With three episodes aired, Shukufuku no Campanella is a competent show by many standards - it sports an impressive voice cast, decent animation and fun character designs. However, those elements outside of its production values tell a very different story. The setting, plot, characters and dialogue are all extremely simplistic and one-dimensional; but the way they are presented suggests not so much a lack of competence on the creators’ part but rather an active effort to excise all depth and conflict from the setting.
Escapism plays an important role in all art; fantasy, as a genre, makes particular use of it. But here Shukufuku does not simply weave escapism into its narrative, the escapism is placed at the forefront of its priorities. Shukufuku accomplishes nothing but escapism. The show’s denizens exhibit not the roughness of a writer without the inspiration or talent to write characters of substance, but rather a series of faces which have been perfectly sanded down to an absence of any unique personailties or ideas.
Leicester, the player-insert in the eroge Shukufuku is based on, is odd among self-inserts in that he is not, as in harems such as Clannad or Love Hina, made up of a bare set of traits and flaws which the average otaku is meant to identify with; rather, he lacks even the definition afforded to those characters, leaving almost no mental impression whatsoever.
The plot, too, is purified of any meaningful conflict or progression: the action scenes play out in such a way that the show appears to be constantly assuaging the viewer that everything will be all right - that there is not the slightest possibility of anything actually going wrong, and that there neither is nor ever was any real threat present.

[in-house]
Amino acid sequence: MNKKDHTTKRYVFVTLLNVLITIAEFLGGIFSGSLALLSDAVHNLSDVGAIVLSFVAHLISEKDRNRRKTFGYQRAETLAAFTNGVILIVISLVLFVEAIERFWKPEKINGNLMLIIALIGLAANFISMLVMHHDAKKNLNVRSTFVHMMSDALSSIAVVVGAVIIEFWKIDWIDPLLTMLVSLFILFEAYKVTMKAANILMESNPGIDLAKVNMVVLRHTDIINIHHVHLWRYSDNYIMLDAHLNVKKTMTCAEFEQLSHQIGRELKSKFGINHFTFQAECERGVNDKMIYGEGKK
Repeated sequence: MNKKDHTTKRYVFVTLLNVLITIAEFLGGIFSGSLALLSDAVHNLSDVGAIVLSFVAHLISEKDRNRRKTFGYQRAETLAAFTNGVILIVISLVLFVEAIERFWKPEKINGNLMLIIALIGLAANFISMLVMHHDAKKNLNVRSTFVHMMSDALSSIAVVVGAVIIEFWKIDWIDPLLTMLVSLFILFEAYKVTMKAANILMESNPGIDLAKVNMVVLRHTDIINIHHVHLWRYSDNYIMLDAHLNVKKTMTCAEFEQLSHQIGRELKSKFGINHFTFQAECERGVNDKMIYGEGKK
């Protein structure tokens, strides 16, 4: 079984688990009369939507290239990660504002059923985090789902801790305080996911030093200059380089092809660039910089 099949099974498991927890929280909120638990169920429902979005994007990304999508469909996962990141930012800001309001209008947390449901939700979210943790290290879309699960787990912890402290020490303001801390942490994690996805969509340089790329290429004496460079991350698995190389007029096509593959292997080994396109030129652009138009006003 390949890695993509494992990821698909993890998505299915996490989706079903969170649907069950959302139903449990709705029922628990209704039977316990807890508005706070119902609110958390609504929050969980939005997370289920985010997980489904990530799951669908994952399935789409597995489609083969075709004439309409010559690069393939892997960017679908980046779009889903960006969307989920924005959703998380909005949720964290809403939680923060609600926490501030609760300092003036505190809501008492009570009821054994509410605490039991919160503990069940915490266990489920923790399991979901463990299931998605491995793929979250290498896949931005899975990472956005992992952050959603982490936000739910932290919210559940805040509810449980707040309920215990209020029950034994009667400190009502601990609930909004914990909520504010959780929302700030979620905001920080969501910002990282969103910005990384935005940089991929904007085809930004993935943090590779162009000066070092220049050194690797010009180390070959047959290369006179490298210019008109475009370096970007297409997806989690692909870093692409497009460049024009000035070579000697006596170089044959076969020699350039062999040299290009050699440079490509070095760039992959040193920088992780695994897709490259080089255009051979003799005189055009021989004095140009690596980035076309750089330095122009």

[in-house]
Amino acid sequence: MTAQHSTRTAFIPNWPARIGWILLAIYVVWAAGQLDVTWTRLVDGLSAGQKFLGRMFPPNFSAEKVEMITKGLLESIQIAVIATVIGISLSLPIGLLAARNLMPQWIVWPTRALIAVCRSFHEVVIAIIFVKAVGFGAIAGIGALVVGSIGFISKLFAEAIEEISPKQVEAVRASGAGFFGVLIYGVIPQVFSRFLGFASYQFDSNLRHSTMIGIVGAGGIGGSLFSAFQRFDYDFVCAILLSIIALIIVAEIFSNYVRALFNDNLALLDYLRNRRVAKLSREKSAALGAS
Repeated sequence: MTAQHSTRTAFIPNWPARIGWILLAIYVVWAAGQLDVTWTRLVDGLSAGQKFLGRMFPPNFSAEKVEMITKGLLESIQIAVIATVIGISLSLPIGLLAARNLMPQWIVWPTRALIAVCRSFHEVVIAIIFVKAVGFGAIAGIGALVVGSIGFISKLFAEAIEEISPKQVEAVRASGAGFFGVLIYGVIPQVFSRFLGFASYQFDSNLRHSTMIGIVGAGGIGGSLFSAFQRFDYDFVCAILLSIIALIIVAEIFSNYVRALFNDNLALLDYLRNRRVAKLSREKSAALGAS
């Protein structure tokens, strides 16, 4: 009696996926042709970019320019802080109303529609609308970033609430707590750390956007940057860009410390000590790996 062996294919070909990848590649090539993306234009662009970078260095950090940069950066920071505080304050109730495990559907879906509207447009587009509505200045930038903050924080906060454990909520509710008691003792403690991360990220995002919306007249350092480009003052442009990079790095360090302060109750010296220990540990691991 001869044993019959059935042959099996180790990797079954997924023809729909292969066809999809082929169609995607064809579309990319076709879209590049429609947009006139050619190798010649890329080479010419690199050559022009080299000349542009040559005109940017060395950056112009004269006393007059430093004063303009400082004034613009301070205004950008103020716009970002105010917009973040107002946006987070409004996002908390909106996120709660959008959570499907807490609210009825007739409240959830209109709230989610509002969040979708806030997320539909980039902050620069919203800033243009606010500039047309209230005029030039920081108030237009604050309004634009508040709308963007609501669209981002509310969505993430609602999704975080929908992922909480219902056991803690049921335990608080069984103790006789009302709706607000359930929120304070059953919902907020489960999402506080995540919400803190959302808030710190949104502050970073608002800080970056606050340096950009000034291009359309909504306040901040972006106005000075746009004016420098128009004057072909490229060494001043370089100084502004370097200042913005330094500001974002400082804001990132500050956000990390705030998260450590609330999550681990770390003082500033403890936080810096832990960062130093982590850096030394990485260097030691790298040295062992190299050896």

But what makes this different from the swaths of slice-of-life and iyashikei anime on the market? These are shows which in many cases appear similar: little to no conflict, often one- or two-dimensional characters and so on. Still, for the most part, slice-of-life shows centered around real-life settings use that format as an alternative to classical narrative, still in pursuit of making some statement about life but via a new means of communication. Iyashikei franchises such as Aria and Yokohama Kaidashi Kikou, similarly, use their otherworldly setting and eccentric pacing to communicate ideas about those parts of life not exciting enough to support a classical narrative.
In short, they still act as art, as attempts to explore and understand the human experience - a goal which Shukufuku sets aside from the start. It acts not as art, designed to provoke thought or entertainment, but rather as a kind of cheap sustenance for the mind. It stimulates the viewer in the way that shaking keys excites a baby - the sights and sounds are tailored not to engage the viewer in their world, but to distract the viewer from the one around them. It is, in a sense, the ultimate manifestation of Azuma’s “cultural database” - a series of images presented solely to sate the otaku’s craving for new tropes and memes to organize.